the Rap Channel

IT’S EASY TO FORGET the consternation that MTV once caused among the faithful. Not just the end of music “as we knew it, ” MTV was proof that the suits had finally found a way to convert the disloyal yearnings of youth into market obedience. Even if music video did not come to replace records altogether, it would be an indispensable industry tool, and the pleasure of sounds would surely surrender to the power of images in the struggle for sales. The fans, it was predicted, would become less important than TV advertisers or programmers. The video would not simply be an ad for the record , but would develop an ontological life of its own—to the detriment, it was assumed, of everyone who really cared about music.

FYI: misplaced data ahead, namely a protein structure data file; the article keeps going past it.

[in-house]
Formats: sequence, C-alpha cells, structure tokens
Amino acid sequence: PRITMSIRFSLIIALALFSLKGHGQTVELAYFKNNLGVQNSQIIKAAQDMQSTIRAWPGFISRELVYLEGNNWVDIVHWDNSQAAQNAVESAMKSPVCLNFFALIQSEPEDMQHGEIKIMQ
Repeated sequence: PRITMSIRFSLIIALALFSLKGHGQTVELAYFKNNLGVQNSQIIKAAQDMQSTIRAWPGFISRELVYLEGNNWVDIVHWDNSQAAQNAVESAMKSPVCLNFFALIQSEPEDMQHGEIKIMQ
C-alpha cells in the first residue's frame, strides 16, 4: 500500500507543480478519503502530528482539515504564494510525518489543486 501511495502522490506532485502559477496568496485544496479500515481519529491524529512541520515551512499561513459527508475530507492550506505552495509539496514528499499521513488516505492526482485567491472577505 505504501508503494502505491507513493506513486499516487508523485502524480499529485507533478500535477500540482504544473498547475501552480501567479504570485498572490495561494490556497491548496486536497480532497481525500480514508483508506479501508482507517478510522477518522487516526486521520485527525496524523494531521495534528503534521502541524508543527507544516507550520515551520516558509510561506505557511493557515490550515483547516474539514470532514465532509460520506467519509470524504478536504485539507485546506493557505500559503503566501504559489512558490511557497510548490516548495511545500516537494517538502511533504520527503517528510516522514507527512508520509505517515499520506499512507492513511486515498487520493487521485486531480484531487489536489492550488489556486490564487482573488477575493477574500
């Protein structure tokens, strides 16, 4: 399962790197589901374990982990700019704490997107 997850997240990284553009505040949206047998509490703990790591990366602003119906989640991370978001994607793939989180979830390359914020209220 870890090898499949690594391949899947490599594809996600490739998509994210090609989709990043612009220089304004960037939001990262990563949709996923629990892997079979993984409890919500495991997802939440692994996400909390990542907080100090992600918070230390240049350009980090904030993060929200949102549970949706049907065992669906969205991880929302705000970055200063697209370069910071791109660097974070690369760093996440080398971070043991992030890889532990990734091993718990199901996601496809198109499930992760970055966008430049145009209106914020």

Some of these fears were the familiar ones that accompany any new form in popular culture. Others were an accurate forecast of industrial tendencies. Among other things, MTV saved

to keep reading

Artforum print subscribers have full access to this article. If you are a subscriber, sign in below.

Not registered for Register here.

SUBSCRIBE NOW for only $50 a year—65% off the newsstand price—and get the print magazine plus full online access to this issue and our archive.*

Order the ONLINE EDITION for $5.99.

* This rate applies to U.S. domestic subscriptions.